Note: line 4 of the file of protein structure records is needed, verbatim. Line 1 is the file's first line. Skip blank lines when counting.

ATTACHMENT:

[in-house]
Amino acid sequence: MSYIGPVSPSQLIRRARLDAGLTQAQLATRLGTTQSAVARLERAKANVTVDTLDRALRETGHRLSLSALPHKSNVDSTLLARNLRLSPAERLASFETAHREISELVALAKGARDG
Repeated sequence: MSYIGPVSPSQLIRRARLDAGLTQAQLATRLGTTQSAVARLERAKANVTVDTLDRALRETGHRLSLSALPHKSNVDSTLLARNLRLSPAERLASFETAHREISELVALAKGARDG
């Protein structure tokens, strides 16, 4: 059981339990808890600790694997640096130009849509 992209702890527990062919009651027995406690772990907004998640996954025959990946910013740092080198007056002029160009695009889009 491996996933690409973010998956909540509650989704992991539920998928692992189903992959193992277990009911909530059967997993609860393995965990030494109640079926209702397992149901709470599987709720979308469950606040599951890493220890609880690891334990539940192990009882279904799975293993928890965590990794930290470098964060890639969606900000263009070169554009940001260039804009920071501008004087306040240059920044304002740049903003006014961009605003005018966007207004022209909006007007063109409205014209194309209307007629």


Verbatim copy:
């Protein structure tokens, strides 16, 4: 059981339990808890600790694997640096130009849509 992209702890527990062919009651027995406690772990907004998640996954025959990946910013740092080198007056002029160009695009889009 491996996933690409973010998956909540509650989704992991539920998928692992189903992959193992277990009911909530059967997993609860393995965990030494109640079926209702397992149901709470599987709720979308469950606040599951890493220890609880690891334990539940192990009882279904799975293993928890965590990794930290470098964060890639969606900000263009070169554009940001260039804009920071501008004087306040240059920044304002740049903003006014961009605003005018966007207004022209909006007007063109409205014209194309209307007629």